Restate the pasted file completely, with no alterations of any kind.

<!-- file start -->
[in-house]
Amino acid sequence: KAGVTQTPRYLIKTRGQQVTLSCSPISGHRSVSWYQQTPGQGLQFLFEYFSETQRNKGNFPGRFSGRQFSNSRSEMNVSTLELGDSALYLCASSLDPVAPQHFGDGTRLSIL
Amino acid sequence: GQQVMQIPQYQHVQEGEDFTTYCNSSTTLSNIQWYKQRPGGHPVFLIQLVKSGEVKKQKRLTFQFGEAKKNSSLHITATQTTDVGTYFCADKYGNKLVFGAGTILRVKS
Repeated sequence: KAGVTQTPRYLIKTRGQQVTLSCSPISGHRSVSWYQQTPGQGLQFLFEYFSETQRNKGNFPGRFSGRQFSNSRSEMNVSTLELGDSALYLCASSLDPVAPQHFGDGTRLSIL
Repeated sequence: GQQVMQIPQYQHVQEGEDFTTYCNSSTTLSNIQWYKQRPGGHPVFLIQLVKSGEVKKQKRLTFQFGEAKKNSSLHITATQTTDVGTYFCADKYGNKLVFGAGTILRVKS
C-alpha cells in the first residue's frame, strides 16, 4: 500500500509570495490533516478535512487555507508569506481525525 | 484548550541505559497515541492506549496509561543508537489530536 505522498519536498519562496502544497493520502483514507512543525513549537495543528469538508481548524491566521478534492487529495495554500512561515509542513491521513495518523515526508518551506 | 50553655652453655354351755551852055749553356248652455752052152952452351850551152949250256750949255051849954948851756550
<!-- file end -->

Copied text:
[in-house]
Amino acid sequence: KAGVTQTPRYLIKTRGQQVTLSCSPISGHRSVSWYQQTPGQGLQFLFEYFSETQRNKGNFPGRFSGRQFSNSRSEMNVSTLELGDSALYLCASSLDPVAPQHFGDGTRLSIL
Amino acid sequence: GQQVMQIPQYQHVQEGEDFTTYCNSSTTLSNIQWYKQRPGGHPVFLIQLVKSGEVKKQKRLTFQFGEAKKNSSLHITATQTTDVGTYFCADKYGNKLVFGAGTILRVKS
Repeated sequence: KAGVTQTPRYLIKTRGQQVTLSCSPISGHRSVSWYQQTPGQGLQFLFEYFSETQRNKGNFPGRFSGRQFSNSRSEMNVSTLELGDSALYLCASSLDPVAPQHFGDGTRLSIL
Repeated sequence: GQQVMQIPQYQHVQEGEDFTTYCNSSTTLSNIQWYKQRPGGHPVFLIQLVKSGEVKKQKRLTFQFGEAKKNSSLHITATQTTDVGTYFCADKYGNKLVFGAGTILRVKS
C-alpha cells in the first residue's frame, strides 16, 4: 500500500509570495490533516478535512487555507508569506481525525 | 484548550541505559497515541492506549496509561543508537489530536 505522498519536498519562496502544497493520502483514507512543525513549537495543528469538508481548524491566521478534492487529495495554500512561515509542513491521513495518523515526508518551506 | 50553655652453655354351755551852055749553356248652455752052152952452351850551152949250256750949255051849954948851756550